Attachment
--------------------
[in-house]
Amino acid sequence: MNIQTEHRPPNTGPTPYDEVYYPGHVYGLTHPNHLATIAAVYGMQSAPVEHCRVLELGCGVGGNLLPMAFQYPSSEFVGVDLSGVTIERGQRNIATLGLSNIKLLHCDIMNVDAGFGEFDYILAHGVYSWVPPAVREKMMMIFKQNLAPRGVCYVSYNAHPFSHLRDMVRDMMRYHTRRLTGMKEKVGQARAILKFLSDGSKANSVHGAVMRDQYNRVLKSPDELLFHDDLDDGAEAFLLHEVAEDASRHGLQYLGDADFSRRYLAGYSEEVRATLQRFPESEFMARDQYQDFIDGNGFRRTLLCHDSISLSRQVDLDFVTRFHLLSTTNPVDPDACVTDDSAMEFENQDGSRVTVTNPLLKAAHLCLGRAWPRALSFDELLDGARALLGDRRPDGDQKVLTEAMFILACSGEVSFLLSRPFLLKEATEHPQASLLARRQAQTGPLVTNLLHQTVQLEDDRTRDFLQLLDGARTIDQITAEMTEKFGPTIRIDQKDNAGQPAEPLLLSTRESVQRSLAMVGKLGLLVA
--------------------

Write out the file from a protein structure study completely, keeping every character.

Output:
[in-house]
Amino acid sequence: MNIQTEHRPPNTGPTPYDEVYYPGHVYGLTHPNHLATIAAVYGMQSAPVEHCRVLELGCGVGGNLLPMAFQYPSSEFVGVDLSGVTIERGQRNIATLGLSNIKLLHCDIMNVDAGFGEFDYILAHGVYSWVPPAVREKMMMIFKQNLAPRGVCYVSYNAHPFSHLRDMVRDMMRYHTRRLTGMKEKVGQARAILKFLSDGSKANSVHGAVMRDQYNRVLKSPDELLFHDDLDDGAEAFLLHEVAEDASRHGLQYLGDADFSRRYLAGYSEEVRATLQRFPESEFMARDQYQDFIDGNGFRRTLLCHDSISLSRQVDLDFVTRFHLLSTTNPVDPDACVTDDSAMEFENQDGSRVTVTNPLLKAAHLCLGRAWPRALSFDELLDGARALLGDRRPDGDQKVLTEAMFILACSGEVSFLLSRPFLLKEATEHPQASLLARRQAQTGPLVTNLLHQTVQLEDDRTRDFLQLLDGARTIDQITAEMTEKFGPTIRIDQKDNAGQPAEPLLLSTRESVQRSLAMVGKLGLLVA